[Update 10/24 3:54 pm: I'm removing my clarifications from the original update to this post and working the clarification into the text. See this post for why; there's a slight update to my thinking on this in that post as well.]
This post started as a response to the comments on Wink's Legislating Morality post, so if you haven't read that then you might want to glimpse at it for the context. I intend this to be a self-contained post, however, so that's not absolutely required reading. I predict right now that this post will get me in big trouble.
The issue at hand is what to make of Leviticus 18:22: "You shall not lie with a man as a man lies with a woman; it is an abomination." In the aforementioned comments thread, William mentioned this as a reason to think we should regard with utmost caution anything called an abomination. Very few things are called such a strong term. Rocky responded that eating shellfish is described by the same term. William replies that God and Peter dealt with the eating of shellfish, while no other abomination in scripture loses that status. I assume that's about Peter's vision sent to him for the purpose of accepting Gentiles into the gathering of new covenant believers, which wasn't really so much about the food as it was about what it symbolized. Jesus did declare all foods clean, however, so the point remains.
Jesus declared them clean, just as he declared clean the man with the skin condition, unclean by the Torah's standards. That must mean that whatever ritual significance they had was only temporary. It could be removed by divine fiat. After all, it was stipulated in the Torah by divine fiat. William is suggesting that when Jesus declares something clean it is clean, even if the Torah said otherwise, meaning the Torah had temporary jurisdiction over that item. Do other things declared unclean by the Torah remain unclean then if Jesus didn't declare them clean? Does it mean those things are inherently evil and not just ritually unclean? I say not necessarily, and one possibility that occurred to me sounds really weird but seems consistent with the entire biblical record, especially once you consider some biblical-theological themes across scripture.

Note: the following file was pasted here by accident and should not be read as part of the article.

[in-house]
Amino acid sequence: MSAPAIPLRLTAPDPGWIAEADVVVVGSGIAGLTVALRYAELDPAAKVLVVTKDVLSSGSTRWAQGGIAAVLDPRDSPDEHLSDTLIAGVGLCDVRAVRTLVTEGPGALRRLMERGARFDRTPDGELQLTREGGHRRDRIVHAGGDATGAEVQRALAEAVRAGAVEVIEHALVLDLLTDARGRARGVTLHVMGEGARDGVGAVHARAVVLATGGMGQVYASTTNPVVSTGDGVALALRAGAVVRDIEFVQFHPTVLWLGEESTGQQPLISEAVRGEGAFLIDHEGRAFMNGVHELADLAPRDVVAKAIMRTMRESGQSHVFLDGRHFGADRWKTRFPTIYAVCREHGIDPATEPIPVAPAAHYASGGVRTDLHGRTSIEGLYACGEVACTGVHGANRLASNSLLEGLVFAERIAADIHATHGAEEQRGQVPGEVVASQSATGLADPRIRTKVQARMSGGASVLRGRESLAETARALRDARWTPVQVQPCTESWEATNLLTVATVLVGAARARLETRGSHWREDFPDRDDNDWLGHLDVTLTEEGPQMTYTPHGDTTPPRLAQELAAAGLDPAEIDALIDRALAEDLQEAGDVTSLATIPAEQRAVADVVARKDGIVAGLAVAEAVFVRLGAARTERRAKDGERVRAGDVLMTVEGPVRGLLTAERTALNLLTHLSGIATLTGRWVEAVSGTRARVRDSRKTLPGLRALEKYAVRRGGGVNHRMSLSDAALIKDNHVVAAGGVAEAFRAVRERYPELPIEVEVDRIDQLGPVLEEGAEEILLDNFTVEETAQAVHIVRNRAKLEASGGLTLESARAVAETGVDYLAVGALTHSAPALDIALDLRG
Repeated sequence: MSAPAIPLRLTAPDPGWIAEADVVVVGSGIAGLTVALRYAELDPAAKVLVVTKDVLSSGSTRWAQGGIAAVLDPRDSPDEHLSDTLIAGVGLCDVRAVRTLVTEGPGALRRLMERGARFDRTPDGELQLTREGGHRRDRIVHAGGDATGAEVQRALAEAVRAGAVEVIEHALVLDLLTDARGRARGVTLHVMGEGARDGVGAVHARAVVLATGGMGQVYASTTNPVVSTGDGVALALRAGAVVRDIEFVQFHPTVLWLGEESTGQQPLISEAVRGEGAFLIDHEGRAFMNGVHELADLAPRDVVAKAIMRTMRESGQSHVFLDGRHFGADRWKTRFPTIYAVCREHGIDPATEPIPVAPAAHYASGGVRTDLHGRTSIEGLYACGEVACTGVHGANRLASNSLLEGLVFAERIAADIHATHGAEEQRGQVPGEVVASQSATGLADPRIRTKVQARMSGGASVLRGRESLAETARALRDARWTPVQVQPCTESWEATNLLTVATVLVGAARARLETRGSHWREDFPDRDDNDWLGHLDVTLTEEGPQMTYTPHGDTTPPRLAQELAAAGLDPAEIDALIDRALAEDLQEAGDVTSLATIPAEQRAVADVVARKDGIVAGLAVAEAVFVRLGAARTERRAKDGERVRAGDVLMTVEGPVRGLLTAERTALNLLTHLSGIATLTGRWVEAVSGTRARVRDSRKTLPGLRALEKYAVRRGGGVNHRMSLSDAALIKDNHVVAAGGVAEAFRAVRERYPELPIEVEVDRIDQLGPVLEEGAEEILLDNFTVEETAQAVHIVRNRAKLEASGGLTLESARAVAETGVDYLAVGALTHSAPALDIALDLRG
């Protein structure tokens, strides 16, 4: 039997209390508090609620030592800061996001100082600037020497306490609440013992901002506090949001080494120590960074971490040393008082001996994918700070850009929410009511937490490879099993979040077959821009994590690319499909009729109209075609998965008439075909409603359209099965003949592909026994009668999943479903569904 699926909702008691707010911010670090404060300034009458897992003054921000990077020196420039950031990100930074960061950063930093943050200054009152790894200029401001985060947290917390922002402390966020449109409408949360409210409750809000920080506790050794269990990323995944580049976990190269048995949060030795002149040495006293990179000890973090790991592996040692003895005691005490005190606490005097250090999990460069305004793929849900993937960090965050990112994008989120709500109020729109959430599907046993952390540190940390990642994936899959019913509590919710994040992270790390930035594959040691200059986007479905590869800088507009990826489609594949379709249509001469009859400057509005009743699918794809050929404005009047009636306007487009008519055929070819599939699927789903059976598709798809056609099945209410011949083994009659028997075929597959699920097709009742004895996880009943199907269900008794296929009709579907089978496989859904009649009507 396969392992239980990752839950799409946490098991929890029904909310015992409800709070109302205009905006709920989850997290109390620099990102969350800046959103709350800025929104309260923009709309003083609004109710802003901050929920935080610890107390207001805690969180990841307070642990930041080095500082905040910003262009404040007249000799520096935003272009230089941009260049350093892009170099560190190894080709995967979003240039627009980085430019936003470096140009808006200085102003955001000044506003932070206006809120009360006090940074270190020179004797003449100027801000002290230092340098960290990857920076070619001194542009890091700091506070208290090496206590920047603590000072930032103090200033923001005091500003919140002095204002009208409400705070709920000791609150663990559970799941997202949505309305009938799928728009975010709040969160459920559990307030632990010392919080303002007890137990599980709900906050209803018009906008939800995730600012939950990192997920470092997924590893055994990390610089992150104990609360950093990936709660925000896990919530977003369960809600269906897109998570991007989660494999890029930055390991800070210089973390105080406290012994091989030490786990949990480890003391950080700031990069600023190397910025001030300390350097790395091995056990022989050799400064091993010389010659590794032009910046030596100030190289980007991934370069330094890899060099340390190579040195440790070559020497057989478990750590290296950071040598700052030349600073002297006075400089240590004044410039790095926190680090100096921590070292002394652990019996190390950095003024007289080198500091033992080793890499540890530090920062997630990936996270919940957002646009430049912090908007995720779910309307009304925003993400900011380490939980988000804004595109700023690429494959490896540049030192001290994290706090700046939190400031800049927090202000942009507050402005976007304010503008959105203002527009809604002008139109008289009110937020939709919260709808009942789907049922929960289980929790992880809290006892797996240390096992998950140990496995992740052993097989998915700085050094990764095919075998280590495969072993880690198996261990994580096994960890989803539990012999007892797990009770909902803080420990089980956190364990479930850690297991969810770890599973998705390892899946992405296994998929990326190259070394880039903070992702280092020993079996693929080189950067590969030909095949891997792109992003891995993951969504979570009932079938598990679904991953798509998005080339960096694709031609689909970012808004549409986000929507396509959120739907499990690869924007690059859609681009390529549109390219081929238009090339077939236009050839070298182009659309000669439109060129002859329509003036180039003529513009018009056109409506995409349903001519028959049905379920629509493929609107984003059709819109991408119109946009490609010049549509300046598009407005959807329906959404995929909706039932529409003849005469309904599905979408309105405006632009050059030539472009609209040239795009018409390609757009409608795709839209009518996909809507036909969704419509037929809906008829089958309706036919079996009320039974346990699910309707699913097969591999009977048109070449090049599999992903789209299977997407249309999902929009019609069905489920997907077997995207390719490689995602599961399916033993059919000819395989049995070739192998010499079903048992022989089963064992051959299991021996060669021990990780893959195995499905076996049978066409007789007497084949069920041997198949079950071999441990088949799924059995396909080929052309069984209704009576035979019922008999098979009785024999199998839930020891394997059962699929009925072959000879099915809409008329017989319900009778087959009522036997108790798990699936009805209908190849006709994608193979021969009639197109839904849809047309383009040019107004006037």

Jesus' declaration of an abomination (shellfish) to be clean must mean that whatever an abomination is it's the sort of thing that can in principle be declared clean. Something's being an abomination doesn't mean it's inherently unclean. There may be some abominations that are inherently unclean but not in virtue of being abominations, or shellfish couldn't be declared clean. That doesn't mean that all abominations not declared clean by Jesus or elsewhere in the NT are permanently unclean. The only way we should conclude that is if we think of the NT as superceding the OT, as if it somehow vetoes or cancels it. Some have artificially tried to fit the Torah into their little organizational box, saying that some parts of the Torah, i.e. the civil and ceremonial parts, are canceled, while the moral law stays. Theonomists modify this by keeping the civl as well. Both view use categories not in scripture and oversimplify the OT-NT relation for the sake of a coherent and comprehensive system. All Jesus says is that he came to fulfill the law, not one iota of which will pass away. Nothing is canceled. All is fulfilled. It's just that some aspects are fulfilled in different ways. It would take forever to say more than that, but I don't want to assume that any part of the Torah is canceled.